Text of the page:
The Mudcat Café TM
Thread #122144 Message #2677181
Posted By: Ron Davies
10-Jul-09 - 11:53 PM
Thread Name: BS: British support for the confederacy?
Subject: RE: BS: British support for the confederacy?
" Many of the Confederacy (sic) had roots in the British Isles". This observation has limited value, since the same can be said for a good portion of the Union in 1860.
Anybody who does want to explore the antecedents of the Confederacy--and the North, for all that, might want to check another fascinating book: Albion's Seed--which points out how specific areas of the original colonies were settled,, in great part, by specific areas of Britain. And Virginia was settled to a large extent by conservatives from the south of England. So there certainly is a kinship felt between the Southern cavaliers and the upper classes of England.
This even came out explicitly at the time of the Civil War: deKay, p 122: An MP, John Arthur Roebuck, in a speech given at Sheffield "praised Southerners in the most exemplary terms, ending with the ultimate compliment. claiming that 'they are Englishmen'". Whereas Northerners are descendants "of the scum and refuse of Europe".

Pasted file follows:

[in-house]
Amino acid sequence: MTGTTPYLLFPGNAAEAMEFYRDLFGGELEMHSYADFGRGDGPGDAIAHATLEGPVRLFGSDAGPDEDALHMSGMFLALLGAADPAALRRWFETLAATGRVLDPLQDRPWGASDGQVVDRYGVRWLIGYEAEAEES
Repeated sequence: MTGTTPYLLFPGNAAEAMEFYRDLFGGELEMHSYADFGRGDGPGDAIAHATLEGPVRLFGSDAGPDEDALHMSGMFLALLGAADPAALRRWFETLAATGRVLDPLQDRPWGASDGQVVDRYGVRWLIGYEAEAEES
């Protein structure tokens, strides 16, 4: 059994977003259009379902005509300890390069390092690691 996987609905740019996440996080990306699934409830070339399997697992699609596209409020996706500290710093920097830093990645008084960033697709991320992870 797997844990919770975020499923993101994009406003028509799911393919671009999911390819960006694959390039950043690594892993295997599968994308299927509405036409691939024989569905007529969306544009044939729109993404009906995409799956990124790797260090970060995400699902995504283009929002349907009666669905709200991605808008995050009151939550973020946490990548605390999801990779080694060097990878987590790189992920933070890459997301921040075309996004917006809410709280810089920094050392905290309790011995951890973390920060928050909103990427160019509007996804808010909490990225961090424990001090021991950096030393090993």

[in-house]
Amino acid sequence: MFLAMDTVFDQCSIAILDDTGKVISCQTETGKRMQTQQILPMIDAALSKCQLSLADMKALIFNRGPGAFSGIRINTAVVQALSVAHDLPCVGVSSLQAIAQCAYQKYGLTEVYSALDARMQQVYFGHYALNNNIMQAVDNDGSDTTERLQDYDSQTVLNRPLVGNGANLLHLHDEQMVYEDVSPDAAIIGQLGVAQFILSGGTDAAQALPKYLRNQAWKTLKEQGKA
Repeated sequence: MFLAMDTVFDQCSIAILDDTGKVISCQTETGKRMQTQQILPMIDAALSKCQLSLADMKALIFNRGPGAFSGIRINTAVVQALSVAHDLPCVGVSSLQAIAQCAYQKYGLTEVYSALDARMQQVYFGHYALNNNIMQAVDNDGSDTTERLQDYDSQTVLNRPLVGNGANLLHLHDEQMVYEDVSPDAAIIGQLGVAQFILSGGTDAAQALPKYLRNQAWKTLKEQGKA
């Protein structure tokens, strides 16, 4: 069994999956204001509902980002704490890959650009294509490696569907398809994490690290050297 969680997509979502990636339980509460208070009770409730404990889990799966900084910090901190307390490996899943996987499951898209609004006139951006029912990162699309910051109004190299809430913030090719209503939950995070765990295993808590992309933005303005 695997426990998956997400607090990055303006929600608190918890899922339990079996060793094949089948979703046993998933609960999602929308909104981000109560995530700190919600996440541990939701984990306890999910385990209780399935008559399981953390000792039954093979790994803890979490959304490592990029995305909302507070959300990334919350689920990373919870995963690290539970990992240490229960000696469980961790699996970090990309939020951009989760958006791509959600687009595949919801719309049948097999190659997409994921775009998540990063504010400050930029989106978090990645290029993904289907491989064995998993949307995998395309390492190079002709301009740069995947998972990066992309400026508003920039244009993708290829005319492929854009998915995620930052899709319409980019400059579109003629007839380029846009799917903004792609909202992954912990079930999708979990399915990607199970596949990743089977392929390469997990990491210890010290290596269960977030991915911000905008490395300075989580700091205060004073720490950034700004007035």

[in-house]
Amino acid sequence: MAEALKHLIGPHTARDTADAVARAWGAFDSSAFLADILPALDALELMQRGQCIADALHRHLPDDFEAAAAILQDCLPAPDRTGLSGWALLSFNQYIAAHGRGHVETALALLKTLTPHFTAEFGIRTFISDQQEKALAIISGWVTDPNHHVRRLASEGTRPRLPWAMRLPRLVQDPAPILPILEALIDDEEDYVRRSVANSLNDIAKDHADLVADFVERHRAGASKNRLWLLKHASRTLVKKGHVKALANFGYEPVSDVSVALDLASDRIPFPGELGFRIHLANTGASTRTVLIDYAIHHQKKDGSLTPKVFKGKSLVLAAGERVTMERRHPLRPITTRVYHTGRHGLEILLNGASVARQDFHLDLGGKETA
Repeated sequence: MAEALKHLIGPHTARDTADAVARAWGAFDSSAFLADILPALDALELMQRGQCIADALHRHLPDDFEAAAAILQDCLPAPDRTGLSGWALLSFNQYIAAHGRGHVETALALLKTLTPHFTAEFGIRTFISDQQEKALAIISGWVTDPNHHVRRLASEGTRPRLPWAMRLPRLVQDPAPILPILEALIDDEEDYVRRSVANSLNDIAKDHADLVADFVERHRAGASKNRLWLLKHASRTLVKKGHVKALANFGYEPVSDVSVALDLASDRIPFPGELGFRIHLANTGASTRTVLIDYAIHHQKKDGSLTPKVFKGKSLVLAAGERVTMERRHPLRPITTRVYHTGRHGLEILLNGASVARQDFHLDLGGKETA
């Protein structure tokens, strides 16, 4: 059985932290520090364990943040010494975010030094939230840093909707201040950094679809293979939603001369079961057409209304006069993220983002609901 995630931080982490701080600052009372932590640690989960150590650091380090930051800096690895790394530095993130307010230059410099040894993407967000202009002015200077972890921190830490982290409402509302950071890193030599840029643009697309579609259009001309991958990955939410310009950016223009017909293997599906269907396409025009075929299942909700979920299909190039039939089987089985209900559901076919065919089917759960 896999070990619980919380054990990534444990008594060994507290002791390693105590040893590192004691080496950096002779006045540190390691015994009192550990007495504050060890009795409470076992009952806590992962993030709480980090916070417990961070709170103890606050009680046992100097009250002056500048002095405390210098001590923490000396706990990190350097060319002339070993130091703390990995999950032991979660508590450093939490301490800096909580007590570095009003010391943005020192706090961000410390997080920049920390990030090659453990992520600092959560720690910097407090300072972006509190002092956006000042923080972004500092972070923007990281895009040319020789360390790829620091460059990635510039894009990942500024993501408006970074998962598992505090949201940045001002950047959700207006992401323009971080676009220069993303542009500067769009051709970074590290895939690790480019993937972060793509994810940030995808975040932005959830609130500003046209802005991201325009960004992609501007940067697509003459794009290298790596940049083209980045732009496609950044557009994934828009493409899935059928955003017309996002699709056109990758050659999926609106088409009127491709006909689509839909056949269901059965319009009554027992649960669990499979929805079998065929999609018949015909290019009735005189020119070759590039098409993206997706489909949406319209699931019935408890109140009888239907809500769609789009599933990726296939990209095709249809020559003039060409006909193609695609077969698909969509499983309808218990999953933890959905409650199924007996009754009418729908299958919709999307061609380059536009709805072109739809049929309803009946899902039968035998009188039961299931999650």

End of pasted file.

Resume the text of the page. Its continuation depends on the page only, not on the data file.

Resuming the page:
Interesting he should characterize it so, since there were Scots, Welsh, Germans, French etc--as well as English-- in both the North and South.
No doubt it has to do with the above-cited felt kinship of the British upper classes with the plantation owners.
But those Southerners who were not "cavaliers" were often descended from Borderers--who, considered violent and uneducated "scum and refuse", had been removed from the Border when James VI became James I, then sent to Ireland, where they also did not fit in. Following that, succeeding generations went to New England, where they did not get along, to Pennsylvania, where they did not accept Quaker ways, and finally wound up scattered along the Appalachians. And provided many US presidents from Jackson to LBJ.
Many more details of this in Albion's Seed.
Book on the Civil War. Still the best overview I've found is Battle Cry of Freedom, by James M. McPherson. Came out in 1988, but still not bettered as far as I know.
Only one chapter on British involvement: "John Bull's Virginia Reel". But he is amazingly thorough for only one volume on the whole war. And on top of that he's a great storyteller--vivid sketches of dramatis personae, details on strategy--but also capturing the sweep of events.
As usual, lots more to say, but no time.